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MC-130H COMBAT TALON II

An MC-130H Combat Talon refuels a CV-22B Osprey during the honorary commanders change of command ceremony on Hurlburt Field, Fla., Sept. 25, 2015. The honorary commander program allows local community leaders frequent opportunities to visit Hurlburt Field and learn about the mission, participate in base functions and to express their views on issues of mutual concern. (U.S. Air Force photo by Senior Airman Meagan Schutter)

An MC-130H Combat Talon refuels a CV-22B Osprey during the honorary commanders change of command ceremony on Hurlburt Field, Fla., Sept. 25, 2015. The honorary commander program allows local community leaders frequent opportunities to visit Hurlburt Field and learn about the mission, participate in base functions and to express their views on issues of mutual concern. (U.S. Air Force photo by Senior Airman Meagan Schutter)

A U.S. Air Force MC-130H Combat Talon II from the 1st Special Operations Squadron flies over Kadena Air Base, Japan, shortly after takeoff May 14, 2015. (U.S. Air Force photo by Senior Airman Stephen G. Eigel)

A U.S. Air Force MC-130H Combat Talon II from the 1st Special Operations Squadron flies over Kadena Air Base, Japan, shortly after takeoff May 14, 2015. (U.S. Air Force photo by Senior Airman Stephen G. Eigel)

Mission 
The MC-130H Combat Talon II provides infiltration, exfiltration, and resupply of special operations forces and equipment in hostile or denied territory. Secondary missions include psychological operations and helicopter and vertical lift air refueling. 

Features 
The aircraft feature terrain-following and terrain-avoidance radars capable of operations as low as 250 feet in adverse weather conditions. Structural changes to a basic C-130 include the addition of an in-flight refueling receptacle and strengthening of the tail to allow high speed/low-signature airdrop. Their navigation suites include dual ring-laser gyros, mission computers, and integrated global positioning system. They can locate and either land or airdrop on small, unmarked zones with pinpoint accuracy day or night. 

An extensive electronic warfare suite enables the aircrew to detect and avoid potential threats. If engaged, the system will protect the aircraft from both radar and infrared-guided threats. 

The MC-130H is equipped with aerial refueling pods to provide in-flight refueling of special operations forces and combat search and rescue helicopters and vertical lift assets. The Combat Talon II, designed in the 1980s, features an integrated glass flight deck which improves crew coordination and reduces the crew complement by two.

Background 
The first variant of the MC-130, the MC-130E Combat Talon, first flew in 1966 and saw extensive service in Southeast Asia, including the attempted rescue of Americans held at the Son Tay prisoner-of-war camp in 1970. Also, the MC-130E landed in the Iranian desert in April 1980 in support of Operation Eagle Claw, the attempt to rescue American hostages held by Iran. 

Combat Talon IIs first arrived at Hurlburt Field, Fla., June 29, 1992, and after acceptance testing, began official flying operations Oct. 17, 1992. Since then, the MC-130H has played a vital role in AFSOC operations. Some of the aircraft's highlights include the evacuations of non-combatant Americans and other civilians from conflicts in Liberia in 1996. Also, in 1998, a Combat Talon II aircrew was awarded the Mackay Trophy for the involvement in the evacuation of civilians from the Republic of the Congo (1997); and they participated in combat operations in the Balkans during Operation Allied Force.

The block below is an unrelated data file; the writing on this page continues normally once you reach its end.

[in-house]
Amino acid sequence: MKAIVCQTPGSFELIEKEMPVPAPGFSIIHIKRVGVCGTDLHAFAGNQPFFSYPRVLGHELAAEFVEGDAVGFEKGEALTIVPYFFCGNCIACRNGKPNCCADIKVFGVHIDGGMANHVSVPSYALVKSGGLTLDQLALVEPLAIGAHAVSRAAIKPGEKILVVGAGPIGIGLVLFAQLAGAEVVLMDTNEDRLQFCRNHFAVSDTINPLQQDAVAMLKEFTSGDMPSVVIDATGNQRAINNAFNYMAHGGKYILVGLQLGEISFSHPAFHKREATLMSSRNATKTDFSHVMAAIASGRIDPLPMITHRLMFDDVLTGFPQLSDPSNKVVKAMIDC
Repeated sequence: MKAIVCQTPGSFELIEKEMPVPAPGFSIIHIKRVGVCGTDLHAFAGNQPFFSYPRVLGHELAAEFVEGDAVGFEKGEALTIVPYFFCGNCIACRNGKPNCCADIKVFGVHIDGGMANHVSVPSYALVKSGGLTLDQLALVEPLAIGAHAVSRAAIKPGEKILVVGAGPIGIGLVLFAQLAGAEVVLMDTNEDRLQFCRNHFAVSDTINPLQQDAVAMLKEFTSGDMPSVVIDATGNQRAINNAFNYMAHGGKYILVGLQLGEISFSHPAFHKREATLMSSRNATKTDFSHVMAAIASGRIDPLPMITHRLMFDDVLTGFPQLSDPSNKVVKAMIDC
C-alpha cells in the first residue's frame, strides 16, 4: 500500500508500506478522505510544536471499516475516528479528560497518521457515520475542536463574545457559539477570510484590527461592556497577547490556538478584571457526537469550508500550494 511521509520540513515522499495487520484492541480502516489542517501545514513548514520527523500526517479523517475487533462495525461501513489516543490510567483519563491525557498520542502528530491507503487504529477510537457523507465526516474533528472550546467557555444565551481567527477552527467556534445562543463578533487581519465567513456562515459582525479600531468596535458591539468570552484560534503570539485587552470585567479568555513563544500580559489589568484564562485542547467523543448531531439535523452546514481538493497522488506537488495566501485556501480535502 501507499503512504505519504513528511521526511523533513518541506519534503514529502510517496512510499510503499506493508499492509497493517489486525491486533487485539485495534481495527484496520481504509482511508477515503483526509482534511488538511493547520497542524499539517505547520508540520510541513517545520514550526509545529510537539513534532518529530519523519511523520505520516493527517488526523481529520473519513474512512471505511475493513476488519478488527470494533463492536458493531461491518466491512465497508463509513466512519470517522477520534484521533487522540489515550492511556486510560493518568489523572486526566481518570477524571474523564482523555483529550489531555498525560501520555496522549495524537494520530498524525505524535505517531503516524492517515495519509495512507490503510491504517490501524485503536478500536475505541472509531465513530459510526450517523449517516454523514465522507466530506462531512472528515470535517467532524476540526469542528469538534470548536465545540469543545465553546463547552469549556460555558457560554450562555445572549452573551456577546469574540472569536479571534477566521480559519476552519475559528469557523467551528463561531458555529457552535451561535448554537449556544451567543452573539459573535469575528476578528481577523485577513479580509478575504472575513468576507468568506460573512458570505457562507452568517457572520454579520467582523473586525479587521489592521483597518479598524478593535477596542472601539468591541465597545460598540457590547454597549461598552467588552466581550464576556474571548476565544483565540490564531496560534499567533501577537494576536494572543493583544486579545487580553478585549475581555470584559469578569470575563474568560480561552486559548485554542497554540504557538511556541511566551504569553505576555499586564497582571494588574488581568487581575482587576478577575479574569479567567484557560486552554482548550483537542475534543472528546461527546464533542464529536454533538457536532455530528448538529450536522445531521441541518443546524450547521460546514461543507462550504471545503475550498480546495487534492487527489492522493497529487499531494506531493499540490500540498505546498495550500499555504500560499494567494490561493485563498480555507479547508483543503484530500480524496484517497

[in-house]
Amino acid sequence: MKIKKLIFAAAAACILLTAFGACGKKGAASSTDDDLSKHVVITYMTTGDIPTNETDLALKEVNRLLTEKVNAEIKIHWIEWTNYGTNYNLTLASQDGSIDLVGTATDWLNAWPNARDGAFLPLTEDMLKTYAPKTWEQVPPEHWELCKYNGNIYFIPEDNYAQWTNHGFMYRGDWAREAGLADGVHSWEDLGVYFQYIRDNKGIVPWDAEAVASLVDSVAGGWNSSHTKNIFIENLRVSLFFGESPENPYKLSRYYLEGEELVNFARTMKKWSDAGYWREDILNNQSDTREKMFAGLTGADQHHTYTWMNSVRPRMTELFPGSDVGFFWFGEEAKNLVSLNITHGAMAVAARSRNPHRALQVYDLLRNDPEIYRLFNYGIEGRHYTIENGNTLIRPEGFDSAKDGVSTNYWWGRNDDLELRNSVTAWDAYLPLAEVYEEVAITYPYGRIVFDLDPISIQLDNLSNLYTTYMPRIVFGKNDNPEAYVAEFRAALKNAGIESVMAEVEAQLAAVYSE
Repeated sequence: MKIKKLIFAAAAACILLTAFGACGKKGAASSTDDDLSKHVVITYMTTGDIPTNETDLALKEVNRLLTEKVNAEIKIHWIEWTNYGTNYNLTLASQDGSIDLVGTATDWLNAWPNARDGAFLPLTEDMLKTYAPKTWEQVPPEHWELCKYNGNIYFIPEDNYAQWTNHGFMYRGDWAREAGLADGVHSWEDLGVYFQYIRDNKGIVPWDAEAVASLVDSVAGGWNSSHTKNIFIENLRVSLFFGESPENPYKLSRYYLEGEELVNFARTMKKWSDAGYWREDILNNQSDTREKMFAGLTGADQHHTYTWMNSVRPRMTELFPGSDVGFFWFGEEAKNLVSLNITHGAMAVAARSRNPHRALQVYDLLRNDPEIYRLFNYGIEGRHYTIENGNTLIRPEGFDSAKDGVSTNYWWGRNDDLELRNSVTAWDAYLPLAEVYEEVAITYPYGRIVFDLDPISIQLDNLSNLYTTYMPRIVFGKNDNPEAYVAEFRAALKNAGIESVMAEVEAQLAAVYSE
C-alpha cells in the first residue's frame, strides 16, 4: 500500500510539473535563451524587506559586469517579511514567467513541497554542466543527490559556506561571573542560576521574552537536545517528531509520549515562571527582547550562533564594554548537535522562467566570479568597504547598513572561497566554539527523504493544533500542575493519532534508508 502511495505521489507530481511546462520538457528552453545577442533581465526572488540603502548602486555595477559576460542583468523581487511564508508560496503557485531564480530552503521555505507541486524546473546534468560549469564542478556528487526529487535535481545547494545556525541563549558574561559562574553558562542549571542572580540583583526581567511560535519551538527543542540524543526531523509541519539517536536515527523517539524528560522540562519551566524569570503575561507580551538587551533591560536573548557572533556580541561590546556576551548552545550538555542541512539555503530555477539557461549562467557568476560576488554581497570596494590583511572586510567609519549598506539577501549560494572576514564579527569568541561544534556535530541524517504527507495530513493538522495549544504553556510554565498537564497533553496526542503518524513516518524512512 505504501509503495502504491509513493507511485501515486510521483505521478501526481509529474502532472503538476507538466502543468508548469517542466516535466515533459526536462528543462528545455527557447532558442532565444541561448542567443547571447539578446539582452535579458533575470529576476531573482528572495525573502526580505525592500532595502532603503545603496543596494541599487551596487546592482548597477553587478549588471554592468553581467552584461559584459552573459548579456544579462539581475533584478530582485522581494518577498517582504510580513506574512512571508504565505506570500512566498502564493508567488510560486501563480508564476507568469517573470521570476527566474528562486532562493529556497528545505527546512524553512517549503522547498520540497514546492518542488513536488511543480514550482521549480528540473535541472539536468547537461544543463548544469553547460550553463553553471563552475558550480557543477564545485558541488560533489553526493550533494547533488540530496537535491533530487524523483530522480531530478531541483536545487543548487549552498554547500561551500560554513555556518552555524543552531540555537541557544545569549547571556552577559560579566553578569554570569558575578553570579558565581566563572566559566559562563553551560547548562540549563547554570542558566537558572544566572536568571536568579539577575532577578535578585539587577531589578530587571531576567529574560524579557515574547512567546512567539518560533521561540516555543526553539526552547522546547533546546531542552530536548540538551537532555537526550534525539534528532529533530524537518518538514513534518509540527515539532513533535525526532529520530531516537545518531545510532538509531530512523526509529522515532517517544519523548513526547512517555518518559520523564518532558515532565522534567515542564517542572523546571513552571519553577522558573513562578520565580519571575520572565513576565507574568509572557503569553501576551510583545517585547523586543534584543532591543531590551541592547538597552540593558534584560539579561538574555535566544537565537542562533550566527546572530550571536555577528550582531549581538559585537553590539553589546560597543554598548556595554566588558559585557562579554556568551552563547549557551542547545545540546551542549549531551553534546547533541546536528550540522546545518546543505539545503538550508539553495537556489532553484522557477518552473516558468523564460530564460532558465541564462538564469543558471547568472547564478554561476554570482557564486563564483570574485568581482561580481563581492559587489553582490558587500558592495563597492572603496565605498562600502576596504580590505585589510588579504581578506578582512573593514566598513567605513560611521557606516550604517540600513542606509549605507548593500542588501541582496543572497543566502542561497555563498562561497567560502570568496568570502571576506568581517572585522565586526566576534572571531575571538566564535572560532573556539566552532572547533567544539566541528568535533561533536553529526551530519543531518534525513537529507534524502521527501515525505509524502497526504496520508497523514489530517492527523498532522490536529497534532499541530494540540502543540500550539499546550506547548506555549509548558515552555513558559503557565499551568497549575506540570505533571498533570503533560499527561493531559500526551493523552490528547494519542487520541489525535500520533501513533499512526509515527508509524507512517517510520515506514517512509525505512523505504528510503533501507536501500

In 2001, MC-130Hs were employed to seize an airfield in southern Afghanistan delivering U.S. Army Rangers to commence ground operations in Operation Enduring Freedom and later in 2003, the MC-130H was the first US aircraft to land at Bagdad International to initiate missions supporting Operation Iraqi Freedom. Since Oct 2001, this aircraft has been used extensively in combat and humanitarian operations worldwide – operations Enduring Freedom and Inherent Resolve, Resolute Support, Tomodachi in Japan, Unified Response in Haiti, and Sahayogi Haat in Nepal. 

General characteristics 
Primary function: infiltration, exfiltration, and resupply of special operations forces 
Contractor: Lockheed 
Power plant: four Allison T56-A-15 turboprop engines 
Thrust: 4,910 shaft horsepower each engine 
Wingspan: 132 feet, 7 inches (40.4 meters) 
Length: 99 feet, 9 inches (30.4 meters) 
Height: 38 feet, 6 inches (11.7 meters) 
Speed: 300 mph 
Load: 77 troops, 52 paratroopers or 57 litter patients 
Ceiling: 33,000 feet (10,000 meters) 
Maximum takeoff weight:155,000 pounds (69,750 kilograms) 
Range: 2,700 nautical miles (4,344 kilometers); in-flight refueling extends this to unlimited range 
Crew:  two pilots, a navigator and electronic warfare officer (officers); flight engineer and two loadmasters (enlisted)
Date deployed: June 1991 
Unit cost: $160 million
Inventory: 18

(Current as of January 2016)


Point of contact:
AFSOC Public Affairs, AFSOC.PA.ORG@us.af.mil, (850) 884-5515

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